1892 September

1st  Recently released Pirate P Mark “Fido” Baldwin is arrested in his hometown of Homestead, PA, for alleged complicity in the recent strike and ensuing riot. Baldwin posts $2,000 bail and claims that he was merely a spectator. He will soon rejoin the Pirates and finish the season with a 26-27 record.

Rookie P Bill Hawke of St. Louis loads the bases with the Phillies in the 6th, but then fans the next 3 batters on the way to a 4-1 win. Tim Keefe takes the loss.

5th  Jack Stivetts, having his best year with Boston, tosses 2 complete game victories over Louisville, 2–1 and 5–2. The first game, a 3-hitter in the morning, goes 11 innings. In the p.m. game, Stivetts gives up 7 hits in nine innings.

9th  Mike Tiernan’s 4th-inning grand slam, off Ice Box Chamberlain is the difference in a 5-4 Giants win over the visiting Reds. Tiernan led the NL in homers the past two seasons but will hit just five this season.

13th  Boston shuts out Washington 9–0. Senator OF Patsy Donovan does his best to stave off defeat with 4 hits, but is thrown out at the plate 3 times.

16th  Tim O’Rourke hits a bases-loaded, 2-out, bottom-of-the-9th, 2-strike triple to give Baltimore a stunning 6–5 win over the Pirates.

17th The lowly Browns lose to the host Phillies, 9-1, as the Quakers are helped by an errant throw in the 6th by 2B Bob Caruthers on a grounder by Dummy Stephenson. The target of the throw, SS Jack Glasscock, accuses Caruthers of trying to kill him and demands a trade within 10 days by owner Chris Von der Ahe (reported in the New York Times, September 21, 1892). Glasscock plays in the next game as apparently cooler heads prevail.   Caruthers, possibly coincidently, is given his release next March.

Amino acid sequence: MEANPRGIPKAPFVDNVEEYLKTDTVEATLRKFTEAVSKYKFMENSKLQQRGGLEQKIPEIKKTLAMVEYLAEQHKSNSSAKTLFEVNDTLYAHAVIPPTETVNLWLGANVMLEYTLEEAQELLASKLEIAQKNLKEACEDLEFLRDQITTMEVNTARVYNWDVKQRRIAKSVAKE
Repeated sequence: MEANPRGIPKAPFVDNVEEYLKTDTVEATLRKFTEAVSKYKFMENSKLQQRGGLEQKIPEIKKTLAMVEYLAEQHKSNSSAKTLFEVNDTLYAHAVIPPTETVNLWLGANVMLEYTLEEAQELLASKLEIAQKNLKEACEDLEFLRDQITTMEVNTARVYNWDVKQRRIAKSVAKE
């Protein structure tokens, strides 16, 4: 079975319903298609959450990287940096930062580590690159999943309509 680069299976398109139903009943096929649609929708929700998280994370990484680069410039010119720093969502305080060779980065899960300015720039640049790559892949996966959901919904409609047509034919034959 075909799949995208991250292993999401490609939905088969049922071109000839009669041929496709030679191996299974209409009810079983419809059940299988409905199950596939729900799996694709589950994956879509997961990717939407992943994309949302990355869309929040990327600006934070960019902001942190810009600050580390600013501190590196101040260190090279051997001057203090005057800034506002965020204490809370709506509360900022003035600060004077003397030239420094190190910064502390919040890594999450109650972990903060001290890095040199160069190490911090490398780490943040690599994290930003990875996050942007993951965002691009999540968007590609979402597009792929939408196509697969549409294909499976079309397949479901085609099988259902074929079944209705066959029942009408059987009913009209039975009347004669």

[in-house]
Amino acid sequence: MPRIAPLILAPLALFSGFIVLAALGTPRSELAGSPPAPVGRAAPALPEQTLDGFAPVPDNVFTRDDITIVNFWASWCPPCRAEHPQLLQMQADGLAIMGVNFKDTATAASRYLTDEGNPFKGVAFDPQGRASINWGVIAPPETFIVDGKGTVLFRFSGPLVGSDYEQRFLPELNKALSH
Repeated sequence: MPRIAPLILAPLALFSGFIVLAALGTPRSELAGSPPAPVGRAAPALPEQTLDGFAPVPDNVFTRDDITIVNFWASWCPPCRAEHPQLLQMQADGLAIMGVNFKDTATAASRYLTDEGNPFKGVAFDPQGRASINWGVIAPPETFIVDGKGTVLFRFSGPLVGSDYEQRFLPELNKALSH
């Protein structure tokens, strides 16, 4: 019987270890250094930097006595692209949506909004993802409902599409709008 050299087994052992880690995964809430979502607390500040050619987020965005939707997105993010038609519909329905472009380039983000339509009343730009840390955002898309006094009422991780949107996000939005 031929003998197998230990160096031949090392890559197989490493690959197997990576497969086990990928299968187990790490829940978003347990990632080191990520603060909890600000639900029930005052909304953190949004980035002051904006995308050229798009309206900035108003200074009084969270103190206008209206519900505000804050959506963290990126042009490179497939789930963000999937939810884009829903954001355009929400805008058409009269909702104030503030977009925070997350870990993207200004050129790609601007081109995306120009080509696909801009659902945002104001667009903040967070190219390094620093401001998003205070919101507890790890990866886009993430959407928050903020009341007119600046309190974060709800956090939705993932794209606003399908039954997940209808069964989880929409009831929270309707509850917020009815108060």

19th  P Charles “Kid” Nichols, Boston’s premier hurler, hits a grand slam in the 5th off Tom Vickery and a bases-loaded triple in the 6thto give the Beaneaters a 14–0 lead over Baltimore. In the bottom of the 6th he has to leave the mound when hit by a batted ball. The Orioles quickly score 11 runs, but still lose 14–11.

21st Pitching for the Cleveland Spiders after Boston had traded him, John Clarkson beats Pittsburgh, 3–2, for his 300th win. The Spiders manage just 2 hits off Adonis Terry, winning in the 9th on 2 walks, a sac, and a single, good for 2 runs. Clarkson allows 4 hits. The win avenges a similar loss yesterday to Pittsburgh.

26th  Following an 11–0 pasting of Chicago, a fire destroys the Louisville Colonels’ ballpark and much of the team’s equipment, including all bats and many uniforms. Only the bleachers survive, but a home twinbill against Chicago on the 28th is played and is well attended.

28th  Bill Hutchinson pitches both games for Chicago against Louisville, winning the first 5–4 and losing the second 5–3. It’s emblematic of his season as he’ll finish 36–36.

In Philadelphia’s 11–1 victory over Washington, lefty Jack Clements gets a triple on a ball that lands on top of the RF wall and must be retrieved by Senator OF Larry Twitchell. Despite the three bagger, Clements is the only 19th century player (minimum 1000 games) with more homeruns than triples.

29th  The Beaneaters overcome 14 errors, including 5 by 2B Joe Quinn, to defeat Washington 12–8. Quinn led the NL’s second basemen in fielding percentage with a mark of .951.

30th  Willie Keeler makes his ML debut by singling and scoring for New York, but his efforts cannot prevent a 5–4 loss to Philadelphia.